Johnson: First Lady of American Flowers

I never saw what the American landscape looked like before Lady Bird Johnson came along, but my father did. When he was a kid in Texas, his parents would take him and his brothers for long drives in the country. Dad remembers his father's approach to litter control. If anybody had a paper bag or a bottle cap or an apple core, he'd say, "Get that out of the car," and one of the boys would roll down the window and toss it out. The inside of the car stayed clean, and nobody gave much thought to what the highway looked like as they blew past it. In a state as big as Texas, who would even notice one more little scrap of paper?

But that's not the Texas I knew. In 1969, the year I was born, Lady Bird Johnson started handing out the Texas Highway Beautification Awards and writing personal checks to the winners. Soon everybody was planting bluebonnets, Indian paintbrushes, and black-eyed Susans in the hopes of winning her approval. Driving out to see the wildflowers bloom was something everybody did in the spring. As for the trash? Lady Bird thought that people just wouldn't have the nerve to throw garbage on a field of bluebonnets, our state flower. She was right.

She knew that we Texans are excessively proud of anything that comes from our home state. If she could just remind us that nothing is more Texan than our native flora, we would nurture and defend it. Today a portrait photographer in Texas can make a good living photographing families in a field of bluebonnets. We all know that those are Mrs. Johnson's flowers.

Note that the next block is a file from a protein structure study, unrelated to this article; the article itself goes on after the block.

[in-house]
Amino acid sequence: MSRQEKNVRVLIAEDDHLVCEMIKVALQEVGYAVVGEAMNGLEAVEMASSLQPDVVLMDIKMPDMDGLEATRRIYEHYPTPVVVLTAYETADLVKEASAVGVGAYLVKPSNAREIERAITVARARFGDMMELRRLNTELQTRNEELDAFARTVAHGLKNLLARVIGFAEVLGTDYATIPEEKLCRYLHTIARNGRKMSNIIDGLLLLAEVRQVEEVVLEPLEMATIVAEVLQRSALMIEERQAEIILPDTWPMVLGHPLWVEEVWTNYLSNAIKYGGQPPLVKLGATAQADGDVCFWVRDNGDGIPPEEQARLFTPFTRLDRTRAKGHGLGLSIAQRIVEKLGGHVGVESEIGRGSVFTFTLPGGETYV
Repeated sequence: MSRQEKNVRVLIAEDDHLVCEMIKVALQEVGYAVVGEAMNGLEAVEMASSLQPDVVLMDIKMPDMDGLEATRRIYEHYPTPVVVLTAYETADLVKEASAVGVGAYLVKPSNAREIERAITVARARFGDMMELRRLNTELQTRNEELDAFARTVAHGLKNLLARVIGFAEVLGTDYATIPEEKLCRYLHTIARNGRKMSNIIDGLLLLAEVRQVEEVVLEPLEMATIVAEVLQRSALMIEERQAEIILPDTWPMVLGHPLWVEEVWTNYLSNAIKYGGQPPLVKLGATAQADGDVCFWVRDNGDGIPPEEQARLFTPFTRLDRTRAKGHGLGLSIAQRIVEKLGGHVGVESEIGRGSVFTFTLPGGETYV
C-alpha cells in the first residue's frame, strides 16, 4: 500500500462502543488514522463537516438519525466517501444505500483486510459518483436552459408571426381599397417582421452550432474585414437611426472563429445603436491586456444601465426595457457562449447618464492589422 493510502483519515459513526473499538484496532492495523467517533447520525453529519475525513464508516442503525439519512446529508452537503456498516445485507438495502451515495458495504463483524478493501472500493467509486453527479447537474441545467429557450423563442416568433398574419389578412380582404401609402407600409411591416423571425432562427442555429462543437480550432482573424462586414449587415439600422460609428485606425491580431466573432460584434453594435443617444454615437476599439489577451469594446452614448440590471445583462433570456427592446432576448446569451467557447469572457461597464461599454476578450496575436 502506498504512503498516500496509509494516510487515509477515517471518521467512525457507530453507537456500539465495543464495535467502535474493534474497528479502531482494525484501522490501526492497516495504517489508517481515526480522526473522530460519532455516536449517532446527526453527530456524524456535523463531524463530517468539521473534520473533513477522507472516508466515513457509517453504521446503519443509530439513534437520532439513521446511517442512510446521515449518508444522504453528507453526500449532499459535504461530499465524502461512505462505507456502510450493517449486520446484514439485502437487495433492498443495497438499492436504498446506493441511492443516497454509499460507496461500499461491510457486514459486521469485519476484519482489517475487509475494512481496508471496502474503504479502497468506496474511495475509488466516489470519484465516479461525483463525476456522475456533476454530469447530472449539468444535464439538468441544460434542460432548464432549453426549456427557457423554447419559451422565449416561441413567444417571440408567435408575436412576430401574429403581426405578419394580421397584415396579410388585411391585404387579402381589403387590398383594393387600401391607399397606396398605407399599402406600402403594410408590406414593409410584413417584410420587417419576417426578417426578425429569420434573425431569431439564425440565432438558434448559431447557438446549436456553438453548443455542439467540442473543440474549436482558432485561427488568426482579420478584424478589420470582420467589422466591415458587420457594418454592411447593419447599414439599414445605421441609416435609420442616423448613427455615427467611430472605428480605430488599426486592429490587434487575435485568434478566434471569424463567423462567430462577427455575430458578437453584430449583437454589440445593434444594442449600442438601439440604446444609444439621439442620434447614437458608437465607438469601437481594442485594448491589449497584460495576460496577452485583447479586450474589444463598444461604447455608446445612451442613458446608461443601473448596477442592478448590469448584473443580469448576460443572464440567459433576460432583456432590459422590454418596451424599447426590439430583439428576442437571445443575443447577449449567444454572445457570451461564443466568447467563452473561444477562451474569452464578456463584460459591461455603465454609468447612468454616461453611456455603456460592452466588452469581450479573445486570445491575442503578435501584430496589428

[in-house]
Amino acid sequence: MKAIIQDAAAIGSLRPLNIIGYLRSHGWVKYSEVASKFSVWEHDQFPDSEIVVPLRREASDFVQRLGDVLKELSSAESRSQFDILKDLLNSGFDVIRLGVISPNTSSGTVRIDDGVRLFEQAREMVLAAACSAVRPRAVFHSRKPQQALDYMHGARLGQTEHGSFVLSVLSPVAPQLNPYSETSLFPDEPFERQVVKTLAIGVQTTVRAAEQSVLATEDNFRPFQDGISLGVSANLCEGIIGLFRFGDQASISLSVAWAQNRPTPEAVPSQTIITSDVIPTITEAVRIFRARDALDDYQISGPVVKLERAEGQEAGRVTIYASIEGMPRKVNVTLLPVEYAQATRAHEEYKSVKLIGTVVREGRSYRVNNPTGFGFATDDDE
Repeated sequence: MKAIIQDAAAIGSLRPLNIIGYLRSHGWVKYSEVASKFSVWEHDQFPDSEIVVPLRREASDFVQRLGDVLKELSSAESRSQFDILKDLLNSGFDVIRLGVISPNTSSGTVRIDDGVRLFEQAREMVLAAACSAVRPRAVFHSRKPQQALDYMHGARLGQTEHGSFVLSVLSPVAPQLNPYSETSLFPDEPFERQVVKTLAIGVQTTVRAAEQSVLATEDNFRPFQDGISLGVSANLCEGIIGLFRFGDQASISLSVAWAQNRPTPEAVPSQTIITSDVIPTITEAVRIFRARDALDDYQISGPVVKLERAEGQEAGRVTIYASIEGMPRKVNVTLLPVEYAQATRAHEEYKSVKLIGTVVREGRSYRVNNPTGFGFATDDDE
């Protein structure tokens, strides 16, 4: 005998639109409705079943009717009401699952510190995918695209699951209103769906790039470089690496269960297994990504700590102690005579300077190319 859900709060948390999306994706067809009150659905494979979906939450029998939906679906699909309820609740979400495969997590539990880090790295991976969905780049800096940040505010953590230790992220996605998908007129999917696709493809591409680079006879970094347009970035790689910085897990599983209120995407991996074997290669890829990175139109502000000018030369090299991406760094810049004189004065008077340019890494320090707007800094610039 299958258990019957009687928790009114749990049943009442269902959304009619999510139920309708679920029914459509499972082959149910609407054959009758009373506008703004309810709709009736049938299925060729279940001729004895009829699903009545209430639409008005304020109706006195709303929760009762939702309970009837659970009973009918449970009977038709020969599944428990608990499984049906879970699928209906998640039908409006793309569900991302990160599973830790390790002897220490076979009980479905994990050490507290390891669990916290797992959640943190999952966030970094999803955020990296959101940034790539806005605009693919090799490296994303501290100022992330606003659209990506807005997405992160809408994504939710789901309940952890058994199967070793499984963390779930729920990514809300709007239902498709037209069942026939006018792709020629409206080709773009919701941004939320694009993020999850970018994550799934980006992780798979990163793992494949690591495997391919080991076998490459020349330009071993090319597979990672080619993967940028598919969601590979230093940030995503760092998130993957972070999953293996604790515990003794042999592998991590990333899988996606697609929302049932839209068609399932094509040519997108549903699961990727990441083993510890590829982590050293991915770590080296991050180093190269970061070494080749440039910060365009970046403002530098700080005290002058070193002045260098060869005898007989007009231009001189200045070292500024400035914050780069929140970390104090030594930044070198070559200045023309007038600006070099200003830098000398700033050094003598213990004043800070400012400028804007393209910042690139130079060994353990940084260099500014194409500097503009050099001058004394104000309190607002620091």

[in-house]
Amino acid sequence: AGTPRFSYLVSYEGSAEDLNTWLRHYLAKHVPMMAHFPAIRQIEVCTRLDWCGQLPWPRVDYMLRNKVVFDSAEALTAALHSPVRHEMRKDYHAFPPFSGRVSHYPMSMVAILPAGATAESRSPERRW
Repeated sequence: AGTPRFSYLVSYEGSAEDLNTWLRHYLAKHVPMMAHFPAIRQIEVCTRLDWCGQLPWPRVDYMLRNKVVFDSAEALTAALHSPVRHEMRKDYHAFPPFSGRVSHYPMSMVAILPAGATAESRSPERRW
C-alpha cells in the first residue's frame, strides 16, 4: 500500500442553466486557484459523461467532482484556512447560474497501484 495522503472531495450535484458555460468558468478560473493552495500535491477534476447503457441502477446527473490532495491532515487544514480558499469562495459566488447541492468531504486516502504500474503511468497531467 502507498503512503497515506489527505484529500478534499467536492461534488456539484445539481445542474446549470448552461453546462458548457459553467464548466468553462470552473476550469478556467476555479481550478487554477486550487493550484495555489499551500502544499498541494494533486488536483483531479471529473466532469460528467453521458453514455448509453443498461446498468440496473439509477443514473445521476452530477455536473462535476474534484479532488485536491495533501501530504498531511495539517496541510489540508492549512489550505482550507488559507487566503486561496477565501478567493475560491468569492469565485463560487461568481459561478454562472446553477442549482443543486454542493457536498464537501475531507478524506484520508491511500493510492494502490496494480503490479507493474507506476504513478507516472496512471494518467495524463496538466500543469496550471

She liked to say that she wanted Vermont to look like Vermont and Texas to look like Texas, and in fact, her touch was felt across the country. In 1969, the Nixons and the Johnsons flew to Northern California to dedicate a 300-acre redwood grove in the first lady's honor. Now I live just a few miles from the Lady Bird Johnson Grove. Those ancient redwoods with their understory of sword ferns usually just remind me how far away from Texas I am. But today it occurs to me that Mrs. Johnson's spirit is alive here, too. This grove is a reminder that she had something grander in mind than just pretty flowers.

She once said, "Some may wonder why I chose wildflowers when there are hunger and unemployment and the big bomb in the world." I think I know why. Lady Bird Johnson saw her country not as an abstract principle, but as the very ground beneath her feet. She wanted every state to value and protect its wildflowers and trees because, as she said, "It is not only a mirror of ourselves, but a focusing lens on what we can become." That's what I want to remember about her. And next spring, when the wildflowers bloom, maybe I'll try to make it back home in time for a family portrait with her bluebonnets.

Commentator Amy Stewart is the author of Flower Confidential: The Good, the Bad, and the Beautiful in the Business of Flowers.

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